Thursday, May 21, 2020

The Family Upstairs by Lisa Jewell

Book club book #11

I don't often read mysteries or suspenseful novels. I either figure them out too early or get so involved I struggle putting them down. This book leaned more toward the latter, which is a good thing. This is a complex story that prays on perception. You're never really sure who all the villains are and who is just a product of some very crazy circumstances. The one thing you do know is this shit is nuts.

In the present, there is no family upstairs. There's just a 25-year-old, adopted girl who's inheriting an empty house her biological parents willed to her. She knows her parents died when she was a baby and that they had other children who haven't been seen in over 25 years. The house is worth a lot of money, but the mystery is more pressing than the sudden ability to boost her bank account. Teaming up with a journalist, Libby tries to crack the mystery of her family. What feels straightforward isn't, of course, as the missing children begin to reemerge.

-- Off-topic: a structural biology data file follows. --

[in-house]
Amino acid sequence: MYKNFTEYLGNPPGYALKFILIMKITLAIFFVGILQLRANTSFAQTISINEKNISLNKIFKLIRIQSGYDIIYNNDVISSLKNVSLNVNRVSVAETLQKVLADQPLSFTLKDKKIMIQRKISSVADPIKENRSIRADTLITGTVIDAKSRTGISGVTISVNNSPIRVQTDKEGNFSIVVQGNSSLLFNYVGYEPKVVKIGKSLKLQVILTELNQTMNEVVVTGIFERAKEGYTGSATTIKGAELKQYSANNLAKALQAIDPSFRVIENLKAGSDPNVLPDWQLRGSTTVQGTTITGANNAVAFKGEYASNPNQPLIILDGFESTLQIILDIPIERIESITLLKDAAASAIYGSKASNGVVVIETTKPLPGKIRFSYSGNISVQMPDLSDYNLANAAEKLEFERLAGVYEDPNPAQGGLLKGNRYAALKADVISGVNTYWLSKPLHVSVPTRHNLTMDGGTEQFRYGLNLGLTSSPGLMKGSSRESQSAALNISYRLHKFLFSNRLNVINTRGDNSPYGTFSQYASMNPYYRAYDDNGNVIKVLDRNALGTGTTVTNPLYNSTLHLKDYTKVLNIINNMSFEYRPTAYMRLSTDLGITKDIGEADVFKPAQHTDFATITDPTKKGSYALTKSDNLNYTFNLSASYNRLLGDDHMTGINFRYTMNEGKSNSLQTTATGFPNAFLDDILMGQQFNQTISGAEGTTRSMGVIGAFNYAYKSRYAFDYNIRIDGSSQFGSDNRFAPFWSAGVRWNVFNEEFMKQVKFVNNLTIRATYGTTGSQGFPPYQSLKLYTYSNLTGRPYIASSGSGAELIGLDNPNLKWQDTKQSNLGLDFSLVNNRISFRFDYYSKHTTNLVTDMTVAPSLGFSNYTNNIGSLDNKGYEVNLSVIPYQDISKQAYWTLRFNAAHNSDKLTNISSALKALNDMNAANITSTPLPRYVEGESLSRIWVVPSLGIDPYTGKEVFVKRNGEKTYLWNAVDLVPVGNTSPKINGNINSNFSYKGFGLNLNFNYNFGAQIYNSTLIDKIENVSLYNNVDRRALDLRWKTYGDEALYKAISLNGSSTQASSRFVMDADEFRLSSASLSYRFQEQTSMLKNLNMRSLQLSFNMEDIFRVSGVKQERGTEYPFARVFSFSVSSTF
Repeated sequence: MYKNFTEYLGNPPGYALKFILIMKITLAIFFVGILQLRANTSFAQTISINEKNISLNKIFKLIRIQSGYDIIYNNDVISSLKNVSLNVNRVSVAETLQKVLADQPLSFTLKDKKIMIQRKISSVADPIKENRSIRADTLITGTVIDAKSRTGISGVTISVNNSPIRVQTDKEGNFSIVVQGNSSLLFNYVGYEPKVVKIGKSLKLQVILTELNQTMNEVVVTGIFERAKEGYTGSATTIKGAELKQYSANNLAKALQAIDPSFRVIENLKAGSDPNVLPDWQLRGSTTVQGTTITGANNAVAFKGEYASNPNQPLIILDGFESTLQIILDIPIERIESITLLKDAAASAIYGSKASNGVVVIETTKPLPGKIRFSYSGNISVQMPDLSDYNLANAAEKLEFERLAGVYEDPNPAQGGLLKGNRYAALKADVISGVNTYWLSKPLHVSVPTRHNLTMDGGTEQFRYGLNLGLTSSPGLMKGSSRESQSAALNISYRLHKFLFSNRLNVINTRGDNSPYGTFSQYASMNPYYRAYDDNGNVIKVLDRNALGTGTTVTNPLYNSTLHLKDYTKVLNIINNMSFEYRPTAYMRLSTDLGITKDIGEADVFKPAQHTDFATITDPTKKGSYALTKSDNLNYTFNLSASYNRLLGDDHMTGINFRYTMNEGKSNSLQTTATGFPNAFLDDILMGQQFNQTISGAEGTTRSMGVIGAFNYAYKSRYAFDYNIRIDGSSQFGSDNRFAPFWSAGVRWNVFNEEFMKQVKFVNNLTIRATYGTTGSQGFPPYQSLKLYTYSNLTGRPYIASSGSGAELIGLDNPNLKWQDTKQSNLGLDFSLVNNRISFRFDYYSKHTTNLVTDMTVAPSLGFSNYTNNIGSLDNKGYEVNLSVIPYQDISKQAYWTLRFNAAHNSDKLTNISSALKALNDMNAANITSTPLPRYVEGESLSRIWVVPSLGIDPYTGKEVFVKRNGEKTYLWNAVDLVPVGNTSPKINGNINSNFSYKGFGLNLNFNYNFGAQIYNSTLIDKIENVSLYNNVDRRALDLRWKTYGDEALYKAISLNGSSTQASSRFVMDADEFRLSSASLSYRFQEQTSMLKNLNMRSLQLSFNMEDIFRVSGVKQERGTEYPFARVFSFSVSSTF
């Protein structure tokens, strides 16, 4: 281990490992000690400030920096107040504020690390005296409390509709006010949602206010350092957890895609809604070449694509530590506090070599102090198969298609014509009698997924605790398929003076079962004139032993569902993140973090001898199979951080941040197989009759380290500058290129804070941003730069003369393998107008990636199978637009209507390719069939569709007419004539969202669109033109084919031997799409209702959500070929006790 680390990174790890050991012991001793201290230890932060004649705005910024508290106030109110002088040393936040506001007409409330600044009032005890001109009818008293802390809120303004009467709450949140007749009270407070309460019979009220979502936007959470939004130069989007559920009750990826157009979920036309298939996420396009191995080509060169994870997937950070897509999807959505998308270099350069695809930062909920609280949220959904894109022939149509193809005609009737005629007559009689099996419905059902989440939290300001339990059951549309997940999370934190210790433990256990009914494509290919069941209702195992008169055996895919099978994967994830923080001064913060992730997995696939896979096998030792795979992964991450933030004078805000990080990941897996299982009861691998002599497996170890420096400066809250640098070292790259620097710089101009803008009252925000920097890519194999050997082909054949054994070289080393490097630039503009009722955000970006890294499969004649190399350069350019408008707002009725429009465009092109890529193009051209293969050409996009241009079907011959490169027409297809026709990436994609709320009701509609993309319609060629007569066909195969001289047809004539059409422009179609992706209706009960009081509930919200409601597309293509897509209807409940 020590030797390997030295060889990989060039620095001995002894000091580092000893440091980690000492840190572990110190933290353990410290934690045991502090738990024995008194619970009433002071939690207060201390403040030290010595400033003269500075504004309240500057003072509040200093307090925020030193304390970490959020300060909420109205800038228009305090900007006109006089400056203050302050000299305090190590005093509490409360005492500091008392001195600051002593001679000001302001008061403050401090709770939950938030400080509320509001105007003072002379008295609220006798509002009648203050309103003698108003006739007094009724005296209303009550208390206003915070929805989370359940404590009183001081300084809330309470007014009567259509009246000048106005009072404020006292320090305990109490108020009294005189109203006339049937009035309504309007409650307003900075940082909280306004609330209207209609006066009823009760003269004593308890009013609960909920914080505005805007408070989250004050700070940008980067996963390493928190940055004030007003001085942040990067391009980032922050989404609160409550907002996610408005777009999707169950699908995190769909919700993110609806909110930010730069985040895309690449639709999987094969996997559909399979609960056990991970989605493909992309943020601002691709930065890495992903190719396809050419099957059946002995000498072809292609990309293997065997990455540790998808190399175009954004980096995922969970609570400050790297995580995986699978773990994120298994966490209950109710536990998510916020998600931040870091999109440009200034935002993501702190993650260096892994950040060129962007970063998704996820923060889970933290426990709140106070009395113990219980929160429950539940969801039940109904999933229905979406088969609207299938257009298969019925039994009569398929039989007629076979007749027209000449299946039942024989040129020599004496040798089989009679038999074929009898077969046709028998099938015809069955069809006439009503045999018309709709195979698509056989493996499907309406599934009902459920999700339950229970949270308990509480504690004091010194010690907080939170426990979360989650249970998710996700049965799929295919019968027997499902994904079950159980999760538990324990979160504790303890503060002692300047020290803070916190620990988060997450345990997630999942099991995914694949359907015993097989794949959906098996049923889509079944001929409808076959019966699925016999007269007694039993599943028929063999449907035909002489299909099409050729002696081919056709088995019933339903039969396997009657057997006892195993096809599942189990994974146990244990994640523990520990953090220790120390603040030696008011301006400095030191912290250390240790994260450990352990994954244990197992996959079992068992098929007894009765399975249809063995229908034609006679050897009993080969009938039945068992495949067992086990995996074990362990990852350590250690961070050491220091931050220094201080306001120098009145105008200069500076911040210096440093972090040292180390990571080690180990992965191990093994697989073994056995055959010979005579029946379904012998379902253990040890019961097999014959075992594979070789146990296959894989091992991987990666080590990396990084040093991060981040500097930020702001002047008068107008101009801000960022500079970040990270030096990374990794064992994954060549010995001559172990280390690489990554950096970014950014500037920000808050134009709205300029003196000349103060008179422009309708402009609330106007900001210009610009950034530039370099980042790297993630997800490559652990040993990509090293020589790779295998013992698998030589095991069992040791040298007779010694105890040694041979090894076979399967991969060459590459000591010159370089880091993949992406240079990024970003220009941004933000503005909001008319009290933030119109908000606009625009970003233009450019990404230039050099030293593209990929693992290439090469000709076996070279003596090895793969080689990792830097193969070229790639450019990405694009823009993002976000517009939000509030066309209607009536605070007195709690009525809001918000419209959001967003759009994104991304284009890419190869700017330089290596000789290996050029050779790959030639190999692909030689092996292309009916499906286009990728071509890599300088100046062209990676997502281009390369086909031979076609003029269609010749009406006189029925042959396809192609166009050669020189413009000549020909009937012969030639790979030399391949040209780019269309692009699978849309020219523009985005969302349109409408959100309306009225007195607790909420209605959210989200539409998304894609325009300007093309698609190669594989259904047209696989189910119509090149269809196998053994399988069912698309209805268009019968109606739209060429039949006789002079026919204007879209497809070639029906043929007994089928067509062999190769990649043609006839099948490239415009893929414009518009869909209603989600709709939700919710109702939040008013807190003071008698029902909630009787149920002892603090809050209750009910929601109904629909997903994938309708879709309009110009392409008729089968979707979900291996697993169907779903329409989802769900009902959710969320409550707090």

As Libby learns the layers of truth, we catch glimpses into the past. We hear from Henry Jr. as he shares flashes of what life was like when the Thomsen family moved in upstairs, took over his house, and changed everything. We also catch up with Lucy, his sister, who's living in France in poverty. Without giving anything away, the things that happened in this house are scary and cruel. It's a battle of the strong vs the weak, which ends in the deaths of three adults laid out just so on the kitchen floor.

The idea of family in this novel is so interesting and complex. This house holds two biological families, yet they muddy together in a way that blurs devotion to blood. When situations turn to the extreme, is it who's on your side that becomes your family or who you're really related to that matters? There's no clear answer. Power and loyalty are very big themes, but so is desire.

This is a smart book and I would recommend it. The intensity builds just right so you're not left freaking out about the end right after the beginning. It's a good read that goes fast, but it's dark, so be prepared.

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